"Income elasticity of demand is used to observe how sensitive the demand for a good is to an income change. The bigger the income elasticity, the greater sensitive demand for a good is to income changes. Very high income elasticity shows that when a consumer's income goes up, consumers will buy a great deal more of this good. Suprisingly low price elasticity implies just the opposite, that changes in a consumer's income have little influence on demand. "
Concepts of elasticity help in explaining the amount of change that could come about in goods sold by retailers due to changes in unit price. It's important for retailers to know about how precisely elastic their goods are really in quantitative terms; such knowledge helps them to improve prices, both to increase turnover and improve profitability.
The demand elasticity of goods differs using their nature, for example, goods that fall in the group of necessities will probably have inelastic demand, even while demand for luxuries may very well be elastic. Demand is also elastic when goods can be substituted with others that continue to be available. Again most goods are elastic in the long term because people modify their behaviour when goods with inelastic demand continue being highly priced or unavailable for long periods.
Empirical research has confirmed the clear relationship between price elasticity and revenues, which makes it an area of importance for any retailers. The revenues from sales of items increases if its demand is inelastic, decreases if it elastic, and stays regular if it is unit elastic. Understanding of price elasticity helps supermarkets in deciding after and optimising consumer-centric pricing policies that derive from their information about consumer behaviour and demand. In addition, it helps them in defining strategies and optimising prices across complete product lifecycles, namely during introductory phases as well as through every day, promotion and markdown periods.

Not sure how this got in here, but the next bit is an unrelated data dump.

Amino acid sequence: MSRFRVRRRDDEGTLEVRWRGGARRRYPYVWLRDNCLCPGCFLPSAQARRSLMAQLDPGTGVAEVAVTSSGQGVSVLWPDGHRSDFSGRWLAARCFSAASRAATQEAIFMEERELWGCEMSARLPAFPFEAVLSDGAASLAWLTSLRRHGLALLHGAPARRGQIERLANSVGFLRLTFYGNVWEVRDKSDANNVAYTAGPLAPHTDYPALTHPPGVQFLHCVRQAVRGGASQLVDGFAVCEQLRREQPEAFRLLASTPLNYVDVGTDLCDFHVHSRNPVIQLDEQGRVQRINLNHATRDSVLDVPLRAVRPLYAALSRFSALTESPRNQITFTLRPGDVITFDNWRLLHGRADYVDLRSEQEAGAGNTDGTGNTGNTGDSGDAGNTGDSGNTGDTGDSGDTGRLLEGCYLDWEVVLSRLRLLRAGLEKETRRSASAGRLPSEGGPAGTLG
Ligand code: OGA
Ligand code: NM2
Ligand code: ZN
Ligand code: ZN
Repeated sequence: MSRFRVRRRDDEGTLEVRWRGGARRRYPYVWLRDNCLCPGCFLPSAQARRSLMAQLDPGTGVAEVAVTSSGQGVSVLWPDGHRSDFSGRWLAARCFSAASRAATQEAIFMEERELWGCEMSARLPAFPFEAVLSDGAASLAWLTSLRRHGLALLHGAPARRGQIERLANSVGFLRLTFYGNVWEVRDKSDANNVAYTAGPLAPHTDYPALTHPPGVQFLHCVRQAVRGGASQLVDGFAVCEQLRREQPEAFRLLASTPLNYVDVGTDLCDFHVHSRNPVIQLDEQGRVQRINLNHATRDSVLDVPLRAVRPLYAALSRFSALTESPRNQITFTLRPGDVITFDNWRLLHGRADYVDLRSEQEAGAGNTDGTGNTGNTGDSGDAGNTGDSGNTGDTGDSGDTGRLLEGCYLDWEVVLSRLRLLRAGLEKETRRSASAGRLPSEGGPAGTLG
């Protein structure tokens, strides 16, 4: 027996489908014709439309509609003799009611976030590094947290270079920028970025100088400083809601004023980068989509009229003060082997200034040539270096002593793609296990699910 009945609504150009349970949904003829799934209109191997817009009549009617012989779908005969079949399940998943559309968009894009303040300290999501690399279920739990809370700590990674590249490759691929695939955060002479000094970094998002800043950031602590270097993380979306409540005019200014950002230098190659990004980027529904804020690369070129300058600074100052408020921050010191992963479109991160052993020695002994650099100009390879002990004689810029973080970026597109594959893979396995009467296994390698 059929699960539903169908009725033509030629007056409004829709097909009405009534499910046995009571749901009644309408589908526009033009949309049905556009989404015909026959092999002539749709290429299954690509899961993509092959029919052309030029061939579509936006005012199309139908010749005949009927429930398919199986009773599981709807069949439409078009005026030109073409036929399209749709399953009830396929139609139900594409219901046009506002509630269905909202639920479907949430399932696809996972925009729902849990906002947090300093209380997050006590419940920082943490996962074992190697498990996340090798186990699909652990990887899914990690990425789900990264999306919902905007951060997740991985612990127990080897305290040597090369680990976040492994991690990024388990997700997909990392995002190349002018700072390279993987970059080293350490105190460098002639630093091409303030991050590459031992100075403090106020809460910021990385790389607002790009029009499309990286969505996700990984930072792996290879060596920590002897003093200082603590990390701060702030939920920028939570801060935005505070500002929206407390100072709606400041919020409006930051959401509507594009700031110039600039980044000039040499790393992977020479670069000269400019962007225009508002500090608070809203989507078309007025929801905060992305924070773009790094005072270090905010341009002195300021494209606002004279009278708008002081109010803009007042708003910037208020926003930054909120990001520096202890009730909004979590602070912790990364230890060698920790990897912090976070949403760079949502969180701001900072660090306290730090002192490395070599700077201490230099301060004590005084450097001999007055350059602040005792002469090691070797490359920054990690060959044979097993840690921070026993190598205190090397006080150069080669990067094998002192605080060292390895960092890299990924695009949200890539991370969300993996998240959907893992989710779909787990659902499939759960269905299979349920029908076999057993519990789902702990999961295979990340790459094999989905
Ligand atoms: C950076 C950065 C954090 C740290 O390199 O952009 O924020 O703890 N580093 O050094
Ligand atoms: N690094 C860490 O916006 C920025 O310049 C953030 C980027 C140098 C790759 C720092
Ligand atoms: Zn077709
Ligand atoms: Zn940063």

Such knowledge helps supermarkets like Tesco in deciding the right balance between your appropriate balance between EDLP (everyday low pricing) and Hi-Lo pricing, validate and improve price tiers, and leverage their customer insights to react to price elasticity phenomena, consumer demand and competitor actions
It is often important for retailers to learn the effect on sales of varied marketing initiatives like price discounts and special promotion schemes. While using arrival and use of optically scanned data, retailers now regularly utilise estimates of the results of changes in marketing mix to boost inventory management, allocation of shelf space, and promotional initiatives. The impact of marketing actions on retail sales is often evaluated by estimation of sales response functions.